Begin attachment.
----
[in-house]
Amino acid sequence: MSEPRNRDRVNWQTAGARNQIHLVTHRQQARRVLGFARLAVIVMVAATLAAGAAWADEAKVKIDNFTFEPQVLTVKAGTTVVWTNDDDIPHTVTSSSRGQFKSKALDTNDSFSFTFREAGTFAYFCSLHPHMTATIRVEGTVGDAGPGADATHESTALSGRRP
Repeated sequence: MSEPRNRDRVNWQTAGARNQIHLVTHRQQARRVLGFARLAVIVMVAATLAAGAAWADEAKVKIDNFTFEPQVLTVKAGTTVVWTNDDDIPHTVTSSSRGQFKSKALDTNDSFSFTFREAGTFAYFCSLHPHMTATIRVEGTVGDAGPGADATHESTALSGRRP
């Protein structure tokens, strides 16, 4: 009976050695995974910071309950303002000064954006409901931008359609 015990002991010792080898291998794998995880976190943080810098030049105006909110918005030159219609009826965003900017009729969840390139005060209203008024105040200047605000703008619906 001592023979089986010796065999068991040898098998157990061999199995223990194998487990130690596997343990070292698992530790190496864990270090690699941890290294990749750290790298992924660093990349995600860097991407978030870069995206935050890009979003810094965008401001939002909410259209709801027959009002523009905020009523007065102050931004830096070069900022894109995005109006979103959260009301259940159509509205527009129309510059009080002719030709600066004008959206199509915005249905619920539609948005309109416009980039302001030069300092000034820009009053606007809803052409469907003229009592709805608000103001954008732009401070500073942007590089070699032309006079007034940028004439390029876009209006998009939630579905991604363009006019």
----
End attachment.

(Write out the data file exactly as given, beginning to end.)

[in-house]
Amino acid sequence: MSEPRNRDRVNWQTAGARNQIHLVTHRQQARRVLGFARLAVIVMVAATLAAGAAWADEAKVKIDNFTFEPQVLTVKAGTTVVWTNDDDIPHTVTSSSRGQFKSKALDTNDSFSFTFREAGTFAYFCSLHPHMTATIRVEGTVGDAGPGADATHESTALSGRRP
Repeated sequence: MSEPRNRDRVNWQTAGARNQIHLVTHRQQARRVLGFARLAVIVMVAATLAAGAAWADEAKVKIDNFTFEPQVLTVKAGTTVVWTNDDDIPHTVTSSSRGQFKSKALDTNDSFSFTFREAGTFAYFCSLHPHMTATIRVEGTVGDAGPGADATHESTALSGRRP
């Protein structure tokens, strides 16, 4: 009976050695995974910071309950303002000064954006409901931008359609 015990002991010792080898291998794998995880976190943080810098030049105006909110918005030159219609009826965003900017009729969840390139005060209203008024105040200047605000703008619906 001592023979089986010796065999068991040898098998157990061999199995223990194998487990130690596997343990070292698992530790190496864990270090690699941890290294990749750290790298992924660093990349995600860097991407978030870069995206935050890009979003810094965008401001939002909410259209709801027959009002523009905020009523007065102050931004830096070069900022894109995005109006979103959260009301259940159509509205527009129309510059009080002719030709600066004008959206199509915005249905619920539609948005309109416009980039302001030069300092000034820009009053606007809803052409469907003229009592709805608000103001954008732009401070500073942007590089070699032309006079007034940028004439390029876009209006998009939630579905991604363009006019």